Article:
5630 Can Batman and Iron Man Teach Neuroscience?

Saturday, February 18, 2012: 1:00 PM
Room 110 (VCC West Building)
E. Paul Zehr , University of Victoria, Victoria, BC, Canada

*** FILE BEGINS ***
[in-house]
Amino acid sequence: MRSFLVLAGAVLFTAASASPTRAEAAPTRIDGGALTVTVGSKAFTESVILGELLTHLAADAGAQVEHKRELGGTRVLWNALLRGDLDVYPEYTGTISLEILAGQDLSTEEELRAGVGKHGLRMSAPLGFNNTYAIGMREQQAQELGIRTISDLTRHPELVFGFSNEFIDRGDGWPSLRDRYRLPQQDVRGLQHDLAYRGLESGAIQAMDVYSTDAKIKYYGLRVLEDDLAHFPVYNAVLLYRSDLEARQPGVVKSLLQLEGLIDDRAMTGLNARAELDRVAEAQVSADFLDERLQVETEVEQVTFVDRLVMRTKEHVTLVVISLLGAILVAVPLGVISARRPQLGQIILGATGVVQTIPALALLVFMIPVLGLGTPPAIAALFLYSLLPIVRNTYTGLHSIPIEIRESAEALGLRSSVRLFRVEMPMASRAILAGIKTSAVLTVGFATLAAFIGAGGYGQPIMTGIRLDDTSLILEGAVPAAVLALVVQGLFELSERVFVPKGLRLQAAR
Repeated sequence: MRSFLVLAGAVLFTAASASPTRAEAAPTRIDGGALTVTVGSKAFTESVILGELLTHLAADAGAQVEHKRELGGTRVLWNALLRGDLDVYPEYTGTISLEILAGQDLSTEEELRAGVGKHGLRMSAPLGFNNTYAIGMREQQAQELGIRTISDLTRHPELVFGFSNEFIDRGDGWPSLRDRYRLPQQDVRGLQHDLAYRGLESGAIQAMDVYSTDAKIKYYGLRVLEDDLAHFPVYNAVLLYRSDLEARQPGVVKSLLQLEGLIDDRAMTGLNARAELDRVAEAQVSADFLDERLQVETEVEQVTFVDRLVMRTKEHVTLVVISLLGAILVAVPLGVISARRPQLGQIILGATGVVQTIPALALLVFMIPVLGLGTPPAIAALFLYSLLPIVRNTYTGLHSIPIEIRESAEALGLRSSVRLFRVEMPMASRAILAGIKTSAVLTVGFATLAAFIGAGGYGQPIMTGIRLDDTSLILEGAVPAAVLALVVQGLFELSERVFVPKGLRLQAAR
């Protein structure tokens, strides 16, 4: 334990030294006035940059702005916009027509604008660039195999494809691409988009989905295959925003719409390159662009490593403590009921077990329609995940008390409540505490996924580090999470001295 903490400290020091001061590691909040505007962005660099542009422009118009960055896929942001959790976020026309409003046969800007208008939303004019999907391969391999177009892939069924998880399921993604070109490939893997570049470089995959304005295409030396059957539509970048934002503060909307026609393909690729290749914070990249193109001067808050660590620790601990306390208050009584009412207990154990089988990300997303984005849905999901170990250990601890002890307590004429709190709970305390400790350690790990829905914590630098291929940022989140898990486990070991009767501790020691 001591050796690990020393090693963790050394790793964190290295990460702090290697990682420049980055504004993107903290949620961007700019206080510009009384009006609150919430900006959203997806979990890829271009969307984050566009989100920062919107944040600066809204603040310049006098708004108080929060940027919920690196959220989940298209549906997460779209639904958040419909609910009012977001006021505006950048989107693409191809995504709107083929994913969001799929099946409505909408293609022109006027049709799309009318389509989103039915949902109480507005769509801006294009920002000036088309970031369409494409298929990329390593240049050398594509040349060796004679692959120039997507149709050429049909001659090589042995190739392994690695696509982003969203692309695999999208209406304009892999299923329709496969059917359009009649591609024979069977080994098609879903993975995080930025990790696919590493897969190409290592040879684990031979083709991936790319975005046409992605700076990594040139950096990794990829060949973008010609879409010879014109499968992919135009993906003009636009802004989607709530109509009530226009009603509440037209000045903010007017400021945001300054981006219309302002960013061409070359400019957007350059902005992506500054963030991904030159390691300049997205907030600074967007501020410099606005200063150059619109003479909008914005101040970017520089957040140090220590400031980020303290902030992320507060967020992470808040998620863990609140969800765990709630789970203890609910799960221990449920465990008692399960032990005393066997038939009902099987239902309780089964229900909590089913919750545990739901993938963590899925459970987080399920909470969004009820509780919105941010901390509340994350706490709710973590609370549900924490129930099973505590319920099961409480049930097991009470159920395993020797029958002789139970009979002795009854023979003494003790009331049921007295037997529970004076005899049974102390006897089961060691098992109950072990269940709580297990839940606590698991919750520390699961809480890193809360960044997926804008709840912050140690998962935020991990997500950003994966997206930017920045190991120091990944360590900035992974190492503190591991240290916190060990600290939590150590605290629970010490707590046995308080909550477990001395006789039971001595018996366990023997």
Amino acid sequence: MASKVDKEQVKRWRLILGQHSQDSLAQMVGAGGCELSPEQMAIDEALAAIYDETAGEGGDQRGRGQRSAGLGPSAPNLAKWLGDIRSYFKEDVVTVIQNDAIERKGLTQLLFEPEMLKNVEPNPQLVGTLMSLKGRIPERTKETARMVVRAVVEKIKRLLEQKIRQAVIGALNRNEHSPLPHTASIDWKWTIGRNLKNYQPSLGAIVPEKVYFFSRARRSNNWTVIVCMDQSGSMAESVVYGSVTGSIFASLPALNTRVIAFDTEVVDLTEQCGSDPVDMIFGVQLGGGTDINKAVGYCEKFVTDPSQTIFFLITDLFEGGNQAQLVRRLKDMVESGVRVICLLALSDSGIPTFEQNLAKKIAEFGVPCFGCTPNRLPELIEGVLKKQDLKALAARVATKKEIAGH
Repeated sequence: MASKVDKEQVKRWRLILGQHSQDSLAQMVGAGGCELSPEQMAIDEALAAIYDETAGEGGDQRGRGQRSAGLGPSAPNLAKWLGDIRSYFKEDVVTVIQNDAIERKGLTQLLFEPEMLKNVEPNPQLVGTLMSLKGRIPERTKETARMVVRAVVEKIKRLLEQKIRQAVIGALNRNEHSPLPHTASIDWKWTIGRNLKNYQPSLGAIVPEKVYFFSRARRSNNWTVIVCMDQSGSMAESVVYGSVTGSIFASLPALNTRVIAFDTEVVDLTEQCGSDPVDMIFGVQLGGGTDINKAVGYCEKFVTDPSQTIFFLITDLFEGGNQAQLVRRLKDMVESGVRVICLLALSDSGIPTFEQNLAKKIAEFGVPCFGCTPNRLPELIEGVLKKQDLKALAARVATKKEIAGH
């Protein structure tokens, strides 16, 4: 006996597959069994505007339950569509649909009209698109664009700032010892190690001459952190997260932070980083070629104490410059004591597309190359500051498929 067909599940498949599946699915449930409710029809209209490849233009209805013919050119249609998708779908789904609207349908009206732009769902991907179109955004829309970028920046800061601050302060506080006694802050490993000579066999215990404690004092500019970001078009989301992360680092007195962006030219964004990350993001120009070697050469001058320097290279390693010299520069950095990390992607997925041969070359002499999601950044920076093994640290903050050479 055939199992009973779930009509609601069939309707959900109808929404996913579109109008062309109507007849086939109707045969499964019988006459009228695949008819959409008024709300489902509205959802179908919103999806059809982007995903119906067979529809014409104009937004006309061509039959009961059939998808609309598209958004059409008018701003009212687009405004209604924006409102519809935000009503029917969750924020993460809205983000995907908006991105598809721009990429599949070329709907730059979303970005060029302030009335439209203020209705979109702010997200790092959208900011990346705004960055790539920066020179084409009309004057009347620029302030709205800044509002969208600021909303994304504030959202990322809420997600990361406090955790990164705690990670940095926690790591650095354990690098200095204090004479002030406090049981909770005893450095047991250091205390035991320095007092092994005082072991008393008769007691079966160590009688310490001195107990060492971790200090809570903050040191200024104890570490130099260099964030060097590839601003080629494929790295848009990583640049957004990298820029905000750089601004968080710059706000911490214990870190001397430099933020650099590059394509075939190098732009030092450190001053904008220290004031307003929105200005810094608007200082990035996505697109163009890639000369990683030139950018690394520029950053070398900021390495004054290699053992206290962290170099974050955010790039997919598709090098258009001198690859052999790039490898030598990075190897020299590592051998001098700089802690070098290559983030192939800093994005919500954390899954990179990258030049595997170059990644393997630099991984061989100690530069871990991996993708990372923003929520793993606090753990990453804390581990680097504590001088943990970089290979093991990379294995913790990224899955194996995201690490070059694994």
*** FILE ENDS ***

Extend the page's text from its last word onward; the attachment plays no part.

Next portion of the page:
One avenue for popularizing science is to link scientific concepts to images and concepts in popular culture. Currently, comic book superhero movies and TV shows are extremely popular and Batman and Iron Man have been used as vehicles for popularizing neuroscience and physiology. Through his years of rigorous training the fictional human Bruce Wayne pulled himself to near-superhuman status as Batman. This part of the Batman mythology makes him attractive because it seems well-grounded in the reality of hard-work and achievement—but is it really scientifically possible to train to become Batman? This is the central question of the book “Becoming Batman: The Possibility of a Superhero” (Johns Hopkins University Press, 2008). As for Iron Man, through years of rigorous experimentation and training the fictional genius inventor Tony Stark created the fully articulated and animated anthropomorphic robotic suit of armor that defines Iron Man. Assuming that such a suit existed, would it actually be possible to don the suit and use it without altering the human inside? What would happen if the suit was connected directly to the nervous system? These are questions central to the book “Inventing Iron Man: The Possibility of a Human Machine” (Johns Hopkins University Press, 2011). As such, Batman and Iron Man have been used to address neuroscience concepts including: the hierarchical organization of the nervous system; supraspinal and spinal reflex control of movement; neural adaptations to skill training and motor learning; the neuropsychology of martial arts training and combat; pathophysiology of concussion; neural plasticity associated with injury and training; cortical somatosensory and motor maps and phantom limbs; and the concept of neuroprosthetics including brain-machine interface. These books attempt to bring scientific understanding to the broader public by using well-understood icons and then connecting science to those icons. The objective here is to share with other scientists the process and outcomes of using such an approach.
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